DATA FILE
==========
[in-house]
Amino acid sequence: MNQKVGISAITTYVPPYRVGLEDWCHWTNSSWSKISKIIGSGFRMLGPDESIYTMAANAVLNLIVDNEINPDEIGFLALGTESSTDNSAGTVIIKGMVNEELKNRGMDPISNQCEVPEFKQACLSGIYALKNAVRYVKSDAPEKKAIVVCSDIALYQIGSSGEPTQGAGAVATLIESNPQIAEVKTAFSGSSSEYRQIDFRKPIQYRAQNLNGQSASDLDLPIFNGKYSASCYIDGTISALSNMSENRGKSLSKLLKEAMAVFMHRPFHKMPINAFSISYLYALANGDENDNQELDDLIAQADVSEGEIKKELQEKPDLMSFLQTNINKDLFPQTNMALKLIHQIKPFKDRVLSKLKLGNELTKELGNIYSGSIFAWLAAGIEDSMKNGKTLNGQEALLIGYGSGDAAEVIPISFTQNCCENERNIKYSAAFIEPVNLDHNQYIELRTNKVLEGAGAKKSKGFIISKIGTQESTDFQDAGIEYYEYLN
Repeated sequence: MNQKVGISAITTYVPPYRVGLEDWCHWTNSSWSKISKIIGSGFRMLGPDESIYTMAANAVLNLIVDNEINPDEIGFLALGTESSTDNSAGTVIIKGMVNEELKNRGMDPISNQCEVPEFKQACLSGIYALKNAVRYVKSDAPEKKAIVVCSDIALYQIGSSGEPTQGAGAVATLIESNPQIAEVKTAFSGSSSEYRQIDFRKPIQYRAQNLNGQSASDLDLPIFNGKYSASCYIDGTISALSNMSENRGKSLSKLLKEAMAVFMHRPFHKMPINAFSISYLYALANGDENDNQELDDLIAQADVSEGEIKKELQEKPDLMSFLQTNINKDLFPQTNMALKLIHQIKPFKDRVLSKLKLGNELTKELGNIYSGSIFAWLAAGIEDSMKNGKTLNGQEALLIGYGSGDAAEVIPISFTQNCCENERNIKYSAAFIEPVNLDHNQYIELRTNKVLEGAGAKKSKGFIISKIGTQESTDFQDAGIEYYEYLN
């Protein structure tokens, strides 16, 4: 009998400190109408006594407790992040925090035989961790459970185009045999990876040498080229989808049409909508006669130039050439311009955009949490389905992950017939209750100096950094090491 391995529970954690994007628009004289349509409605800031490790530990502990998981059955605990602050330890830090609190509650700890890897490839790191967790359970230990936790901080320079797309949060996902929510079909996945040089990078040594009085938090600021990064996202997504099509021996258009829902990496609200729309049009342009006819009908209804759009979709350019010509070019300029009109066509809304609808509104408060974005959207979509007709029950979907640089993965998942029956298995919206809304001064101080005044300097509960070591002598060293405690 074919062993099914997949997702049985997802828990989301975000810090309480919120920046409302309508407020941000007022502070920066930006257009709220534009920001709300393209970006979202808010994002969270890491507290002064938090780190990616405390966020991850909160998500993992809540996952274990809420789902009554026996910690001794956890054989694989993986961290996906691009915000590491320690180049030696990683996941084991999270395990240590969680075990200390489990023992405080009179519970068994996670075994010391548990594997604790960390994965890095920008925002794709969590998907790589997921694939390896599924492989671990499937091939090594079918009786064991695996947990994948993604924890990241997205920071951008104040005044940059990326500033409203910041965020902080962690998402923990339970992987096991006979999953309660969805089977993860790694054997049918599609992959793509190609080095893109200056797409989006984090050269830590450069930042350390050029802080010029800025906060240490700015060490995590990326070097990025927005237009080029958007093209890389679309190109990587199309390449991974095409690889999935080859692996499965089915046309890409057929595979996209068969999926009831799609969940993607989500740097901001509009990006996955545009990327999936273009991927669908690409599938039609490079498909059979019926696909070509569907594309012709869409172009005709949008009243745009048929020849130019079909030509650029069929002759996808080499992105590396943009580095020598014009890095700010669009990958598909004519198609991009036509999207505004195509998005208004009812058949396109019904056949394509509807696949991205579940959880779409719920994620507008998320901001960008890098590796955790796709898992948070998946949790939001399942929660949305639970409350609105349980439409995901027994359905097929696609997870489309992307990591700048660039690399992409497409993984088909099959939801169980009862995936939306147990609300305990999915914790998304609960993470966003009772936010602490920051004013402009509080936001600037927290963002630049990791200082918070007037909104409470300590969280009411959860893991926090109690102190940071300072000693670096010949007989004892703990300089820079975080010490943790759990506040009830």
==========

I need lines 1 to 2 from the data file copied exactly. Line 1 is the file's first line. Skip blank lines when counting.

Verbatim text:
[in-house]
Amino acid sequence: MNQKVGISAITTYVPPYRVGLEDWCHWTNSSWSKISKIIGSGFRMLGPDESIYTMAANAVLNLIVDNEINPDEIGFLALGTESSTDNSAGTVIIKGMVNEELKNRGMDPISNQCEVPEFKQACLSGIYALKNAVRYVKSDAPEKKAIVVCSDIALYQIGSSGEPTQGAGAVATLIESNPQIAEVKTAFSGSSSEYRQIDFRKPIQYRAQNLNGQSASDLDLPIFNGKYSASCYIDGTISALSNMSENRGKSLSKLLKEAMAVFMHRPFHKMPINAFSISYLYALANGDENDNQELDDLIAQADVSEGEIKKELQEKPDLMSFLQTNINKDLFPQTNMALKLIHQIKPFKDRVLSKLKLGNELTKELGNIYSGSIFAWLAAGIEDSMKNGKTLNGQEALLIGYGSGDAAEVIPISFTQNCCENERNIKYSAAFIEPVNLDHNQYIELRTNKVLEGAGAKKSKGFIISKIGTQESTDFQDAGIEYYEYLN